Suppose I have the following exact sequence:

$$\begin{matrix} A_0& \xrightarrow{\quad\quad} & B_0 \xrightarrow{\quad\alpha\quad} & C_0\\ \uparrow&&&\downarrow \\ C_1 & \xleftarrow{\quad\beta\quad}& B_1 \xleftarrow{\quad\quad}& A_1 \end{matrix}$$

Then I obtain two short exact sequence using $\alpha$ and $\beta$ ( Kernels and cokernels ) with $A_0$ and $A_1$ in the middle.

Any help as to how I get these sequences?

Thanks!

• I have edited your question; tell me if that's correct. – user122283 Jun 18 '14 at 15:30
• No :( It's a sequence of 6 terms, $\beta$ goes from $B_1$ to $C_1$ and there's a map from $C_0$ to $A_1$. – CeCe Jun 18 '14 at 15:37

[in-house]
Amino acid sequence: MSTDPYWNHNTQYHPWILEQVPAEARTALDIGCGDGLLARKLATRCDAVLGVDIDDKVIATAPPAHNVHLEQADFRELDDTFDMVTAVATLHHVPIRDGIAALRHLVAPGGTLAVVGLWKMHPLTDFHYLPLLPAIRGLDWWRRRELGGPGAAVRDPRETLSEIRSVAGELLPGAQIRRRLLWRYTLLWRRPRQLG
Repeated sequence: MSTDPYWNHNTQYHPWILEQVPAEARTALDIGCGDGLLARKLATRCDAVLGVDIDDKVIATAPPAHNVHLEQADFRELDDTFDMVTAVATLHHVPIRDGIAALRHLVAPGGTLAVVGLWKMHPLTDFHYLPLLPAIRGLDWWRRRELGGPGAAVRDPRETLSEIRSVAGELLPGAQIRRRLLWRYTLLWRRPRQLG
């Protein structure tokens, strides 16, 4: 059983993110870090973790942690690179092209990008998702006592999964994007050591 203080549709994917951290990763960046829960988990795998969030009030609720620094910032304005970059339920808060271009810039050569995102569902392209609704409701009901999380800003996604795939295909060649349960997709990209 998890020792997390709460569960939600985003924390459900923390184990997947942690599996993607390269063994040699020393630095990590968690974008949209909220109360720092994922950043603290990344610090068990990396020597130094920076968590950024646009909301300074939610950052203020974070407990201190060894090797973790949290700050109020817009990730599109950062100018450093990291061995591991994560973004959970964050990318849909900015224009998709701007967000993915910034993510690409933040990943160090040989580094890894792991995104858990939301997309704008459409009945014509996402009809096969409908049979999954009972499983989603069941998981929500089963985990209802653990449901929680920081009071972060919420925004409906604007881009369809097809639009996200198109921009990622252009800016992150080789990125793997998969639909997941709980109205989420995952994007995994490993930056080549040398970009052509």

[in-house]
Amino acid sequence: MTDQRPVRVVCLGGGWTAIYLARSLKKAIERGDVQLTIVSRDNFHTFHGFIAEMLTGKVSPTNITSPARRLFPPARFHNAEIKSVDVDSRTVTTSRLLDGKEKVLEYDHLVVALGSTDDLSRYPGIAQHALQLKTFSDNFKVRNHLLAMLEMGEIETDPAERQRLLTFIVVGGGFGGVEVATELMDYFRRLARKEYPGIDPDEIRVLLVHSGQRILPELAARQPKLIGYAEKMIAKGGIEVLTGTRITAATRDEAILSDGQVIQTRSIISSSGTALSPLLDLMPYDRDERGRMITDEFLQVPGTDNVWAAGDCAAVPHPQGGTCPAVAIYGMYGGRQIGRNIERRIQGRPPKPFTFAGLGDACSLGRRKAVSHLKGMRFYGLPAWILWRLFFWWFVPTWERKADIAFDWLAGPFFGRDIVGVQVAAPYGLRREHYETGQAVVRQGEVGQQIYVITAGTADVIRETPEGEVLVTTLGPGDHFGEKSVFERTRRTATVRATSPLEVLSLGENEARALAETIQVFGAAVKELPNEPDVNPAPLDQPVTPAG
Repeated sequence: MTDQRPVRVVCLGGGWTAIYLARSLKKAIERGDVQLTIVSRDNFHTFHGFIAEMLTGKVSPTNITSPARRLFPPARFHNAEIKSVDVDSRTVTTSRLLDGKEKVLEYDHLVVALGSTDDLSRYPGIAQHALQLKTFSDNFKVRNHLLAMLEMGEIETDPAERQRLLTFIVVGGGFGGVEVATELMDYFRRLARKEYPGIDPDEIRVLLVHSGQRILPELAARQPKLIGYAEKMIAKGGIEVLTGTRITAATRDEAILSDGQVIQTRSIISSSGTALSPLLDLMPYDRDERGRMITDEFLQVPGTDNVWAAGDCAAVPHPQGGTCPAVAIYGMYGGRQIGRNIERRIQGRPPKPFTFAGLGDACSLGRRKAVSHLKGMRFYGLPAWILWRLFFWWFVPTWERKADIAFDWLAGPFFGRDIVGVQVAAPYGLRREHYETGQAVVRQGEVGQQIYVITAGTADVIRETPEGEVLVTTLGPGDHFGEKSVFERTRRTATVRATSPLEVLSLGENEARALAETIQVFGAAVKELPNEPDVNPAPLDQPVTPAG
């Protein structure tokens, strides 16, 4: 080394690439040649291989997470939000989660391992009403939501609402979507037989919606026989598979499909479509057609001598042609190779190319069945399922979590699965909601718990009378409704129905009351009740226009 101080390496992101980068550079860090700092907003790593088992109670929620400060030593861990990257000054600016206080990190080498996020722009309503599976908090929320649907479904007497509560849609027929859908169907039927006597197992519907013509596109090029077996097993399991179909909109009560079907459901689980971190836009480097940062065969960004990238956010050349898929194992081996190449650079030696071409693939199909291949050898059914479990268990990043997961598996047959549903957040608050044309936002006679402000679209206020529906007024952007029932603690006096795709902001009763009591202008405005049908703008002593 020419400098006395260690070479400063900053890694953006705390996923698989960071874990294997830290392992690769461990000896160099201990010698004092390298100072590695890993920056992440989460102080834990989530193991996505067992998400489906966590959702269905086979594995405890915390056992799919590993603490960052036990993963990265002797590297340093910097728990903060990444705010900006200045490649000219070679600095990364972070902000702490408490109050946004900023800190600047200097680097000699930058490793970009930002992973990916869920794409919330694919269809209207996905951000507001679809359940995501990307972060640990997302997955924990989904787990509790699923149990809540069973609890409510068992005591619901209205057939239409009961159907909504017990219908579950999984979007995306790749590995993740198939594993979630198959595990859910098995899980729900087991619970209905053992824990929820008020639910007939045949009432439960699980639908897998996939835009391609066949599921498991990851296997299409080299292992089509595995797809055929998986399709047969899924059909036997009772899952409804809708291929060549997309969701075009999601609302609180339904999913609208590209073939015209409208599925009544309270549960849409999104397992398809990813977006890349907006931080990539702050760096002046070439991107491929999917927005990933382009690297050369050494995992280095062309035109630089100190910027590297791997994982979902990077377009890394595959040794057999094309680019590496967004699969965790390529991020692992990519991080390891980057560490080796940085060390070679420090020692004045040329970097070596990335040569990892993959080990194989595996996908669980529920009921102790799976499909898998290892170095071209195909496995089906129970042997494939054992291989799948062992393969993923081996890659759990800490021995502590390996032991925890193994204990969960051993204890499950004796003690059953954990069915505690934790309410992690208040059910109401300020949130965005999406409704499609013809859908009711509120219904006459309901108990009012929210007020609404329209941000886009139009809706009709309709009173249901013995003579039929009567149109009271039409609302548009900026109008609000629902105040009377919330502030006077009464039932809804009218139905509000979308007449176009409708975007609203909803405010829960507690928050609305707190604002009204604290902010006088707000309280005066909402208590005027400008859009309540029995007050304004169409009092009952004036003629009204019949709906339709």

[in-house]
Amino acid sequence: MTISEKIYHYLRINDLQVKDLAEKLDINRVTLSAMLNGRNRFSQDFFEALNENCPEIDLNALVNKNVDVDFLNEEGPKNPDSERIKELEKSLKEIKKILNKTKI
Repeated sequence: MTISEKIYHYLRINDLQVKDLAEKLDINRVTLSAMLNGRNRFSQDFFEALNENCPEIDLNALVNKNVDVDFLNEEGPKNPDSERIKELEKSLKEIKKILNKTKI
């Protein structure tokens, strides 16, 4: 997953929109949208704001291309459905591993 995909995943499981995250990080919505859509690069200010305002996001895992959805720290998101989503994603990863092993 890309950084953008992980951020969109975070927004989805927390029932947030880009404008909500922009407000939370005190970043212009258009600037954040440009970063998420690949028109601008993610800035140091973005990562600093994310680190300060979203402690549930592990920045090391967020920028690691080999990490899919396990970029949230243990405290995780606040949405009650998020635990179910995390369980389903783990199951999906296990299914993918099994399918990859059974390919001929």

• Maybe my edit is better :) – Vladimir Jun 18 '14 at 18:25

$$0\longrightarrow \operatorname{Coker} \beta\longrightarrow A_0\longrightarrow \operatorname{Ker\alpha}\longrightarrow0$$ because, by the exactness of the original sequence, $\operatorname{Im}(A_0\to B_0)=\operatorname{Ker}\alpha$ and $\operatorname{Ker}(A_0\to B_0)=C_1/\operatorname{Im}\beta\equiv\operatorname{Coker}\beta$.
• Similar as in $$0\longrightarrow \operatorname{Coker\alpha} \longrightarrow A_1\longrightarrow \operatorname{Ker\beta}\longrightarrow0$$?? – CeCe Jun 18 '14 at 18:40
• Yes sure. Just rotate your original sequence (counter)clockwise by $180^\circ$ and you will see that all you need is to change the subscripts $0\to1$, $1\to0$. – Vladimir Jun 18 '14 at 18:46